The big takeaway from this session was actually my takeaway.  Since I have a tendency to swing with my arms I was taking the club back way too far to the inside by rolling my left forearm over to my right.  This caused me to really have to fight on the downswing to get the clubface back to square.  This was causing me to lose power and hit the ball out to the right.  I was also not clearing my hip to start the down swing, which was also keeping me from really releasing all of the stored up energy of the back swing into the ball.  Another thing I am trying to focus on is keeping my left arm connected to my chest throughout the swing.  If I am able to do this, I hit the ball great.  If I don’t and my left arm gets away from my chest I tend to hit it with an open club face or off the hossel.

Leaving the session, I was given homework to keep up with my range of motion exercises as well as to strictly focus on my takeaway.  If I can keep my left arm from rotating on the takeaway then I know all I have to do on my downswing is release my left hip and let the club release into the ball.  It feels much more natural this way and it doesn’t feel as though I am fighting my own swing.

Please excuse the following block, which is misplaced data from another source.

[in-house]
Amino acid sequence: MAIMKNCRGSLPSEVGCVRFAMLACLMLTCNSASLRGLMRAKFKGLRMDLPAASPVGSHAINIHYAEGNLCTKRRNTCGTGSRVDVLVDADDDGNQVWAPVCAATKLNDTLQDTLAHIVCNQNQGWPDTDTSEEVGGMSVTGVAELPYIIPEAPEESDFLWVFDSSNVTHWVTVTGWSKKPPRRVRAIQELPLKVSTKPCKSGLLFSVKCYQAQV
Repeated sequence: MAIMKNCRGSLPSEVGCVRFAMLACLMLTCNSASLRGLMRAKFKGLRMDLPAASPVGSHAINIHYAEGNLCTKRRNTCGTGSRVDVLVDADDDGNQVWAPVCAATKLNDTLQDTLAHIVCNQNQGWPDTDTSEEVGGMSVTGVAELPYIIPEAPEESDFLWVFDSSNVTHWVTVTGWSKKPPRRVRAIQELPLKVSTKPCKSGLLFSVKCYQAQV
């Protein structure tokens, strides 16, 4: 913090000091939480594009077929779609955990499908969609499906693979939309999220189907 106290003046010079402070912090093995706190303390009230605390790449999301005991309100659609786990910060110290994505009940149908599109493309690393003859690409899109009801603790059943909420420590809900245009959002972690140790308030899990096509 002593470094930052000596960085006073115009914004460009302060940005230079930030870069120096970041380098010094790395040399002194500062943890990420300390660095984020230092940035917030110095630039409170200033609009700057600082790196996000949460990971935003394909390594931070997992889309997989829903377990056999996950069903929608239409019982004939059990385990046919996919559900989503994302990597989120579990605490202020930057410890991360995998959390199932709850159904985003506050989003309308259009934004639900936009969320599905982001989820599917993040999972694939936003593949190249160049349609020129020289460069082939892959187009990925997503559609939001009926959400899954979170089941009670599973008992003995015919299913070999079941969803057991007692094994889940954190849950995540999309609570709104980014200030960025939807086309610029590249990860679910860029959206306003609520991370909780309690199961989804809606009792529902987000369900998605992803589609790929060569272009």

The last thing I am focusing on is a shorter backswing.  My rotational limitations mean that I should really never let my hands get too far past my shoulder on the backswing.  This lets me store up the most energy, stay solid over the ball and keep my head still.  With these as my focus points I know that when I work with Mike again I will be hitting the ball much more solid and hopefully a bit straighter.